μονο-γενής, ές,

1. and Ion. μουνο-, (γένος) the only member of a kin or kind: hence, generally, only, single, παῖς Hes. Op. 376, Hdt. 7.221, cf. Joh_1:14, Ant.Lib. 32.1; of Hecate, Hes. Th. 426.

2. unique, of τὸ ὄν, Parm. 8.4; εἷς ὅδε μ. οὐρανὸς γεγονώς Pl. Ti. 31b, cf. Procl. Inst. 22; θεὸς ὁ μ. Sammelb. 4324.15.

3. μ. αἷμα one and the same blood, dub. l. in E. Hel. 1685.

4. Gramm., having one form for all genders, A.D. Adv. 145.18.

5. name of the foot, Heph. 3.3.

II

1. Adv. - νῶς, φέρεται μ. ἐν ἑνὶ τόπῳ grows only in one place, Peripl.M.Rubr. 56, cf. 11.

2. in a unique manner, Aët. 15.13,14.
Note according to LSJ classical Greek lexicon the root word in μονογενής is γένος NOT ginomai as previously thought.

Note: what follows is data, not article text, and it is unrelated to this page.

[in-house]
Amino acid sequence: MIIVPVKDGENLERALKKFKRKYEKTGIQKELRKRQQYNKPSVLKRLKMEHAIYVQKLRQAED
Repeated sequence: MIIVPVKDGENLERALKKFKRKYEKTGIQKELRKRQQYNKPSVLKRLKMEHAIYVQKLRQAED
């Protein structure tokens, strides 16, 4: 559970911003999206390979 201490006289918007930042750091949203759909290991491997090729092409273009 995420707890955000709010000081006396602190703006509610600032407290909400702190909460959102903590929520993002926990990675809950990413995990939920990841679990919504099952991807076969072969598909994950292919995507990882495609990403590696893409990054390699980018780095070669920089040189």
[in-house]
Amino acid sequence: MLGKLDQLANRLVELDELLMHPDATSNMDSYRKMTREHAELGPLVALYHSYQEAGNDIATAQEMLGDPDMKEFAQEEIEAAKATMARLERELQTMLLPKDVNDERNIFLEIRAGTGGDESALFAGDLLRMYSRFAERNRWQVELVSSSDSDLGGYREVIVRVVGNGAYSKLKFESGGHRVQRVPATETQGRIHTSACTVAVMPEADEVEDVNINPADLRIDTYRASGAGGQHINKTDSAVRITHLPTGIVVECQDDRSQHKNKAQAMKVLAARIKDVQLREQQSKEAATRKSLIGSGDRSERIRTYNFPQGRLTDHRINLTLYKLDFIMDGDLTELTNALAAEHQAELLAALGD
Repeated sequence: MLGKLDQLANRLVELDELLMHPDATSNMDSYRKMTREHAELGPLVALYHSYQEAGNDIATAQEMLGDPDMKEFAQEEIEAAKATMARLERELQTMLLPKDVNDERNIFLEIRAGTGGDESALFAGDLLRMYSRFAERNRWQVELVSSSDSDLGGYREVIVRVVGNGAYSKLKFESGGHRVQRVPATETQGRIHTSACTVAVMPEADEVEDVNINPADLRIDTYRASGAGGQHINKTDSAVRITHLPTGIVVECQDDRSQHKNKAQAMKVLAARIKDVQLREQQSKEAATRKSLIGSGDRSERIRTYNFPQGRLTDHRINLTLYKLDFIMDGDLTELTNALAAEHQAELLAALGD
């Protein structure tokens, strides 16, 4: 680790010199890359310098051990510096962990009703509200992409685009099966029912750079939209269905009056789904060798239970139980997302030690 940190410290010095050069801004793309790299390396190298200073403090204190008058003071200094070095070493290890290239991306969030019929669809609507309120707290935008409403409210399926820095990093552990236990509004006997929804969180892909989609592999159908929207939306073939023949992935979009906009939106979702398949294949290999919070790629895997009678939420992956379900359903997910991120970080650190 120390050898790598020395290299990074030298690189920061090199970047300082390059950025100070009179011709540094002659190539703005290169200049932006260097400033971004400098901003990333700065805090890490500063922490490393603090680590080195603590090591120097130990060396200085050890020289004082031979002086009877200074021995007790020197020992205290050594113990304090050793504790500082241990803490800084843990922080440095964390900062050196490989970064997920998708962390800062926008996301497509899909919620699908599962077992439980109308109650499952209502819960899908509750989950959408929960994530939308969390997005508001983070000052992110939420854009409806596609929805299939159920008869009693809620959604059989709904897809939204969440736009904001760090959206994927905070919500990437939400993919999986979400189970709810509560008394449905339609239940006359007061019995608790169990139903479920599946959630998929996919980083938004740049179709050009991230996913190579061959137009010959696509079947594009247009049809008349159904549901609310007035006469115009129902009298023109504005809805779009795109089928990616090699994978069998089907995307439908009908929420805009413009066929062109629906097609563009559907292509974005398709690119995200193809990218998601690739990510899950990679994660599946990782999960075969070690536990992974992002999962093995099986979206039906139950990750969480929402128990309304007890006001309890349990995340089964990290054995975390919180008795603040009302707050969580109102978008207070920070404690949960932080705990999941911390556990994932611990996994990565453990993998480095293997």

If such were true, other words with the -GENHS suffix such as ερμογενης (2 Timothy 1:15) would not mean "born of Hermes".
 

OldShepherd

Well-known member
That was the point: that your statement regarding 'only born' being a mistranslation for MONOGENHS was false.
If such were true, other words with the -GENHS suffix such as ερμογενης (2 Timothy 1:15) would not mean "born of Hermes".
You said it I didn't. The second part of that name derives from Ginomai. I don't think I would rely on pagan names for the correct meaning of Greek words in the NT..
G1096 γίνομαι ginomai
ghin'-om-ahee
A prolonged and middle form of a primary verb; to cause to be (“gen” -erate), that is, (reflexively) to become (come into being), used with great latitude (literally, figuratively, intensively, etc.): - arise be assembled, be (come, -fall, -have self), be brought (to pass), (be) come (to pass), continue, be divided, be done, draw, be ended, fall, be finished, follow, be found, be fulfilled, + God forbid, grow, happen, have, be kept, be made, be married, be ordained to be, partake, pass, be performed, be published, require, seem, be showed, X soon as it was, sound, be taken, be turned, use, wax, will, would, be wrought.